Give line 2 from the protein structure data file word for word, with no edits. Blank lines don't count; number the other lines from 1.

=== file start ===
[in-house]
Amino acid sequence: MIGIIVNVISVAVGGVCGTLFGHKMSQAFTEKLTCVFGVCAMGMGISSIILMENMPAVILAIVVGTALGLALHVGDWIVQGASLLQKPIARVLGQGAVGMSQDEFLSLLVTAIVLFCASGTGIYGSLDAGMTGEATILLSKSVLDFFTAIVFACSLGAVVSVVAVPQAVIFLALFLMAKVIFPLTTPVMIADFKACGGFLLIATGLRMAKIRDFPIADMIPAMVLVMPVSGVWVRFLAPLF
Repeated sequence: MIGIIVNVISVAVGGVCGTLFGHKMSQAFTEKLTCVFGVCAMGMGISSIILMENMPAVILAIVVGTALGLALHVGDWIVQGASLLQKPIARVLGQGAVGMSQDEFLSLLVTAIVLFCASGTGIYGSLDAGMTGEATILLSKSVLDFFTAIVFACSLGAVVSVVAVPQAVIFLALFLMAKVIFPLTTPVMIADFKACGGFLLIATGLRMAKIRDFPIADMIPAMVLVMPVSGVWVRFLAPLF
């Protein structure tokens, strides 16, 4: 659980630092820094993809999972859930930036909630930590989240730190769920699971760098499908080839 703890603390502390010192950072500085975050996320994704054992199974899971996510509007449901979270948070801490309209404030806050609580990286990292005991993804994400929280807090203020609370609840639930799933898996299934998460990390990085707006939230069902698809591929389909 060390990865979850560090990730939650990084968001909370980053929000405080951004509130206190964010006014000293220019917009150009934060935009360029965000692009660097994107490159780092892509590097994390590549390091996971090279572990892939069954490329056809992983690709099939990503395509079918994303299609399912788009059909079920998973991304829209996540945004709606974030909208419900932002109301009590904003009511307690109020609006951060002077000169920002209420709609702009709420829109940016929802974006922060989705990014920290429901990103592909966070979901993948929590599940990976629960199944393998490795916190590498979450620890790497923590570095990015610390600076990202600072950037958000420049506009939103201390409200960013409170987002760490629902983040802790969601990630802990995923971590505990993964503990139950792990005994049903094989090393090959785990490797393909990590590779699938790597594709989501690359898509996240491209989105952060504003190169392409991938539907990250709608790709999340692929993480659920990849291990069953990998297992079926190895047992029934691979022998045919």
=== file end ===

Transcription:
Amino acid sequence: MIGIIVNVISVAVGGVCGTLFGHKMSQAFTEKLTCVFGVCAMGMGISSIILMENMPAVILAIVVGTALGLALHVGDWIVQGASLLQKPIARVLGQGAVGMSQDEFLSLLVTAIVLFCASGTGIYGSLDAGMTGEATILLSKSVLDFFTAIVFACSLGAVVSVVAVPQAVIFLALFLMAKVIFPLTTPVMIADFKACGGFLLIATGLRMAKIRDFPIADMIPAMVLVMPVSGVWVRFLAPLF